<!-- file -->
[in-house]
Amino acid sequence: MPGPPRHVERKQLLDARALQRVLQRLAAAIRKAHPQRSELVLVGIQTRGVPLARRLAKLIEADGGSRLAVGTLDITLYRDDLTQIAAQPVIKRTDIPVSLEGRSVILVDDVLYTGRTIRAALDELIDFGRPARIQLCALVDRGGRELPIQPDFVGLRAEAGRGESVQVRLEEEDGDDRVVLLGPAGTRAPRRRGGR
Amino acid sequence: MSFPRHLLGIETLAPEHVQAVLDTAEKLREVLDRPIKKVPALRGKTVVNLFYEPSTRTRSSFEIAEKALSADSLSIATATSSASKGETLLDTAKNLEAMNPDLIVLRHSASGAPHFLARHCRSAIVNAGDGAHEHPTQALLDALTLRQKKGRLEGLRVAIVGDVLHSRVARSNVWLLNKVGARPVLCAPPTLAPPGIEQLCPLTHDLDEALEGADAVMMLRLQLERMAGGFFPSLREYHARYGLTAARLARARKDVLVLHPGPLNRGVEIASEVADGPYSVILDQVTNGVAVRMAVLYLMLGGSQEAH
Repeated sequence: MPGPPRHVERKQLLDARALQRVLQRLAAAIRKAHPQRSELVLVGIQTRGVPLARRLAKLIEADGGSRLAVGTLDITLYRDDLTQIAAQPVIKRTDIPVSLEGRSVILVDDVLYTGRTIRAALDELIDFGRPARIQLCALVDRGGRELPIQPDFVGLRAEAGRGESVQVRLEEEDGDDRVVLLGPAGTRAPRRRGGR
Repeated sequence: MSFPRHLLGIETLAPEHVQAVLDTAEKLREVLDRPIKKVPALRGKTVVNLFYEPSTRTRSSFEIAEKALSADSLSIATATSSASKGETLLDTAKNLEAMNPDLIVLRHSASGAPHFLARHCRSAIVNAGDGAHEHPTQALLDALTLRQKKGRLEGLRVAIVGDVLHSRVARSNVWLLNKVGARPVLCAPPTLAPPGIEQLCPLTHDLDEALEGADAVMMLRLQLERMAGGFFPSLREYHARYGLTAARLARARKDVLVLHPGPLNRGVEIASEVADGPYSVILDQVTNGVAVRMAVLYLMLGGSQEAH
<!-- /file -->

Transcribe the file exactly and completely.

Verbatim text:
[in-house]
Amino acid sequence: MPGPPRHVERKQLLDARALQRVLQRLAAAIRKAHPQRSELVLVGIQTRGVPLARRLAKLIEADGGSRLAVGTLDITLYRDDLTQIAAQPVIKRTDIPVSLEGRSVILVDDVLYTGRTIRAALDELIDFGRPARIQLCALVDRGGRELPIQPDFVGLRAEAGRGESVQVRLEEEDGDDRVVLLGPAGTRAPRRRGGR
Amino acid sequence: MSFPRHLLGIETLAPEHVQAVLDTAEKLREVLDRPIKKVPALRGKTVVNLFYEPSTRTRSSFEIAEKALSADSLSIATATSSASKGETLLDTAKNLEAMNPDLIVLRHSASGAPHFLARHCRSAIVNAGDGAHEHPTQALLDALTLRQKKGRLEGLRVAIVGDVLHSRVARSNVWLLNKVGARPVLCAPPTLAPPGIEQLCPLTHDLDEALEGADAVMMLRLQLERMAGGFFPSLREYHARYGLTAARLARARKDVLVLHPGPLNRGVEIASEVADGPYSVILDQVTNGVAVRMAVLYLMLGGSQEAH
Repeated sequence: MPGPPRHVERKQLLDARALQRVLQRLAAAIRKAHPQRSELVLVGIQTRGVPLARRLAKLIEADGGSRLAVGTLDITLYRDDLTQIAAQPVIKRTDIPVSLEGRSVILVDDVLYTGRTIRAALDELIDFGRPARIQLCALVDRGGRELPIQPDFVGLRAEAGRGESVQVRLEEEDGDDRVVLLGPAGTRAPRRRGGR
Repeated sequence: MSFPRHLLGIETLAPEHVQAVLDTAEKLREVLDRPIKKVPALRGKTVVNLFYEPSTRTRSSFEIAEKALSADSLSIATATSSASKGETLLDTAKNLEAMNPDLIVLRHSASGAPHFLARHCRSAIVNAGDGAHEHPTQALLDALTLRQKKGRLEGLRVAIVGDVLHSRVARSNVWLLNKVGARPVLCAPPTLAPPGIEQLCPLTHDLDEALEGADAVMMLRLQLERMAGGFFPSLREYHARYGLTAARLARARKDVLVLHPGPLNRGVEIASEVADGPYSVILDQVTNGVAVRMAVLYLMLGGSQEAH